Monday, June 11, 2012

Missed again...  

As our drought that started last June continues with another miss today, I find this unsettling article about what climate change could mean for Aaron.
Recent price spikes1, 2 have raised concern that climate change could increase food insecurity by reducing grain yields in the coming decades3, 4. However, commodity price volatility is also influenced by other factors5, 6, which may either exacerbate or buffer the effects of climate change. Here we show that US corn price volatility exhibits higher sensitivity to near-term climate change than to energy policy influences or agriculture–energy market integration, and that the presence of a biofuels mandate enhances the sensitivity to climate change by more than 50%. The climate change impact is driven primarily by intensification of severe hot conditions in the primary corn-growing region of the United States, which causes US corn price volatility to increase sharply in response to global warming projected to occur over the next three decades. Closer integration of agriculture and energy markets moderates the effects of climate change, unless the biofuels mandate becomes binding, in which case corn price volatility is instead exacerbated. However, in spite of the substantial impact on US corn price volatility, we find relatively small impact on food prices. Our findings highlight the critical importance of interactions between energy policies, energy–agriculture linkages and climate change. [More]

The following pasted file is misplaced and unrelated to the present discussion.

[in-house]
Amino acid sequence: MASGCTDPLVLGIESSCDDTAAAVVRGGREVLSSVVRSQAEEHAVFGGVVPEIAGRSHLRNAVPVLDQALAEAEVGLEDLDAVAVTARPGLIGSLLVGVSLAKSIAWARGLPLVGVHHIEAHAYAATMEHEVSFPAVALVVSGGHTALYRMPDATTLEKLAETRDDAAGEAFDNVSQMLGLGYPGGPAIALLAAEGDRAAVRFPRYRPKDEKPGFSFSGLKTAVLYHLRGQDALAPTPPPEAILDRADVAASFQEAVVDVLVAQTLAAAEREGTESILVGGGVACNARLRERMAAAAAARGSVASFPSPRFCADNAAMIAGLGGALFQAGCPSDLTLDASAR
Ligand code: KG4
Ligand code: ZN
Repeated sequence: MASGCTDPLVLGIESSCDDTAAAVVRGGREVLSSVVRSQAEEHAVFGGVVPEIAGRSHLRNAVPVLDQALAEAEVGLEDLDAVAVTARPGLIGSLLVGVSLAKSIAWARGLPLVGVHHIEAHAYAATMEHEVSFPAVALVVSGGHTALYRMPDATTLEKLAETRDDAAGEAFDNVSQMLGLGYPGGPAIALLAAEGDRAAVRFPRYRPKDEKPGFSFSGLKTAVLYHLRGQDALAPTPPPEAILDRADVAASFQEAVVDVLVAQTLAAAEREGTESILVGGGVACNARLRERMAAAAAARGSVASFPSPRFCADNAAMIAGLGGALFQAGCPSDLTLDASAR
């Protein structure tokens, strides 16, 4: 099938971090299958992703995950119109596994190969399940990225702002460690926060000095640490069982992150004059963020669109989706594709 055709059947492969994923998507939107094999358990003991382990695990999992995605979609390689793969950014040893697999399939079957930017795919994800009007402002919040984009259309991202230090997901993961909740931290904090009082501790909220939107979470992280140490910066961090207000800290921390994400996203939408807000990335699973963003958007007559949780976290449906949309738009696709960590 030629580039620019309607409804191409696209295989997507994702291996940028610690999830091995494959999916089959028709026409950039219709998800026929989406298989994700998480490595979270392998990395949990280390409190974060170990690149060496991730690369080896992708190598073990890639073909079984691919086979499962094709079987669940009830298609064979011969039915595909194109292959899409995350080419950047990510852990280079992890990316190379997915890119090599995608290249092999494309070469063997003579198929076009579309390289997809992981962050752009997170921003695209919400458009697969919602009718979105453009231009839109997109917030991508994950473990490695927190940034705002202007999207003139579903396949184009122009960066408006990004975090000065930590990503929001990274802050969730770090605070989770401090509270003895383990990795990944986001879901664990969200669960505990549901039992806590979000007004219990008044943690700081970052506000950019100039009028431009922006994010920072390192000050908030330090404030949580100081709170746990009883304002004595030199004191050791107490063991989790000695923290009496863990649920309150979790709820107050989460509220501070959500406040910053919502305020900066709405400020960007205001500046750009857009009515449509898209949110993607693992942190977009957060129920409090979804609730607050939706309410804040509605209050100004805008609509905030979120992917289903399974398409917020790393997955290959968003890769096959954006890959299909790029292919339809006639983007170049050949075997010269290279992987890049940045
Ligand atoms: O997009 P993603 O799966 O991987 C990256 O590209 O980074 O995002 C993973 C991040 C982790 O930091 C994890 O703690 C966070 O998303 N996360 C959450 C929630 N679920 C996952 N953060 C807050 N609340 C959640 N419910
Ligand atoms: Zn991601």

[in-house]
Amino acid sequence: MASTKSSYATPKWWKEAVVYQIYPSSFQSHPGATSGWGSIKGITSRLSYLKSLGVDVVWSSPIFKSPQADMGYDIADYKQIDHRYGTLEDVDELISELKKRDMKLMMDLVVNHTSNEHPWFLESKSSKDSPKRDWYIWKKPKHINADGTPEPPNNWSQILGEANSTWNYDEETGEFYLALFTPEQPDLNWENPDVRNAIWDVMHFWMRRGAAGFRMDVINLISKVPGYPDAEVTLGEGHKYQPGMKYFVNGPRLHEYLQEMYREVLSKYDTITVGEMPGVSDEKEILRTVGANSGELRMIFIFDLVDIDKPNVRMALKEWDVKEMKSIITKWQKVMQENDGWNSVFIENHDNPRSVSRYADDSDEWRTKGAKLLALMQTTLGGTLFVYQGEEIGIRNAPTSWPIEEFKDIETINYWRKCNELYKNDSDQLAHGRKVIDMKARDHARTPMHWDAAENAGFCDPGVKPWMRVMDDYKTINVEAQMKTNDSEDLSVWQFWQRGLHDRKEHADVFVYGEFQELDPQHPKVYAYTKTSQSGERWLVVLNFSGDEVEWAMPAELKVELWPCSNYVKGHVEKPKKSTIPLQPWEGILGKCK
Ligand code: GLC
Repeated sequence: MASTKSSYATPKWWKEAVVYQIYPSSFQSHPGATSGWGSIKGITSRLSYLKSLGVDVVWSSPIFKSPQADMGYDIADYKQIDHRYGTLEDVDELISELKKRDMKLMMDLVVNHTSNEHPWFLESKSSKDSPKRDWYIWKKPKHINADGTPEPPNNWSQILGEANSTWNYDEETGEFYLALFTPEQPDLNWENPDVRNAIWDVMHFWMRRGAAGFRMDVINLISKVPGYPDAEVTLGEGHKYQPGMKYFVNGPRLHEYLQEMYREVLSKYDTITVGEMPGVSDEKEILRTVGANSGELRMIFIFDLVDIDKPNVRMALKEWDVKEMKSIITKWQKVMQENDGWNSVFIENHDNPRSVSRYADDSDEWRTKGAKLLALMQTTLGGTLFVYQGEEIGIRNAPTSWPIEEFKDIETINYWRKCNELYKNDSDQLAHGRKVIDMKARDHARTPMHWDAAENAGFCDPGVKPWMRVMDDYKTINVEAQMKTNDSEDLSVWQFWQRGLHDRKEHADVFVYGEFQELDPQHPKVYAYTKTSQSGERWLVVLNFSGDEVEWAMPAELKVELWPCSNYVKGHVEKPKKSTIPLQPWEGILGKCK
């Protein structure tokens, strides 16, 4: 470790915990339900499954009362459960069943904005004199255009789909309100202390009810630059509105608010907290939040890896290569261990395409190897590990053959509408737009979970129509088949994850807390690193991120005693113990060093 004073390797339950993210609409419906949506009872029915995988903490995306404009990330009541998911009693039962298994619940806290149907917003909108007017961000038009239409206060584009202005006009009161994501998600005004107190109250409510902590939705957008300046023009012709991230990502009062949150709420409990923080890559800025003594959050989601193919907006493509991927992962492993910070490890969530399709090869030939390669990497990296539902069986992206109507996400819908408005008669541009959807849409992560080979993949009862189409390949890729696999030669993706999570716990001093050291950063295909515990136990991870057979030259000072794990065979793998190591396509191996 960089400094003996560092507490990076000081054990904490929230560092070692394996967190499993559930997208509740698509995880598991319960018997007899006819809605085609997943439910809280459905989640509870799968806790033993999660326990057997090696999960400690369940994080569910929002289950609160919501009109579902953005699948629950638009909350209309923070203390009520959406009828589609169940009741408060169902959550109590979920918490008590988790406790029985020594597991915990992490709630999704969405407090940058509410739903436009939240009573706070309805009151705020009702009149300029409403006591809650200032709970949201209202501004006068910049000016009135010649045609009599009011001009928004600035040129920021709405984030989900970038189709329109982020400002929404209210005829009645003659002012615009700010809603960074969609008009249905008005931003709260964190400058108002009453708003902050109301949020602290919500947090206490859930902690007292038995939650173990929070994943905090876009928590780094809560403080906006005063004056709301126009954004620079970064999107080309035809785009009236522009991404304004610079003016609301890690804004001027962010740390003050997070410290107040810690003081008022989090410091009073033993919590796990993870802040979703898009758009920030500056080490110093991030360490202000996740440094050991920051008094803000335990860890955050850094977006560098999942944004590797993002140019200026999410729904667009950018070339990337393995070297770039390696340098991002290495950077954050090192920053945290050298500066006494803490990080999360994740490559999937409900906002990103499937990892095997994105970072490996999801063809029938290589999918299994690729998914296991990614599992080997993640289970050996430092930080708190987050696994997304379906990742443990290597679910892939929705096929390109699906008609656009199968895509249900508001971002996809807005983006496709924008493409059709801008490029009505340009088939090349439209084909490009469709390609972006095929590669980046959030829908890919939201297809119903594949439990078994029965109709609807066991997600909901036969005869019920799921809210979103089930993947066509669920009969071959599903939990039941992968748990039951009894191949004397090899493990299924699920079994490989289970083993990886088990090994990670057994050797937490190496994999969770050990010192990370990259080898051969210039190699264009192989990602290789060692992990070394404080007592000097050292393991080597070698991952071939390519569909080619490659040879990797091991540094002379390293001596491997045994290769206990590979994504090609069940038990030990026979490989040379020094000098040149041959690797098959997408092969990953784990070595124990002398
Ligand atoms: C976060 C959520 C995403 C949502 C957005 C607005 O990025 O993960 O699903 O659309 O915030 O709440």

Included in the article is this frankly horrifying graph.

[Click to embiggen - and you really need to]

The first four maps show hot corn production days historically and the near future (2020-2040).

But the maps on the right show where corn production will go when the climate changes.

I'm not sure denying climate change will be as popular after a couple more short crops.

1 comment:

Anonymous said...

John now will your weather thoughts effect what your farm is willing to bid for land ? It is like a Shakespeare play "it was the best of times or worst of times" depending on the crop yields one has got the past few years . Risks seem greater too as the number of dollars to raise a crop is getting higher all the time but if you let land go you will probably never get it back. Dilemma for everyone .-regards-kevin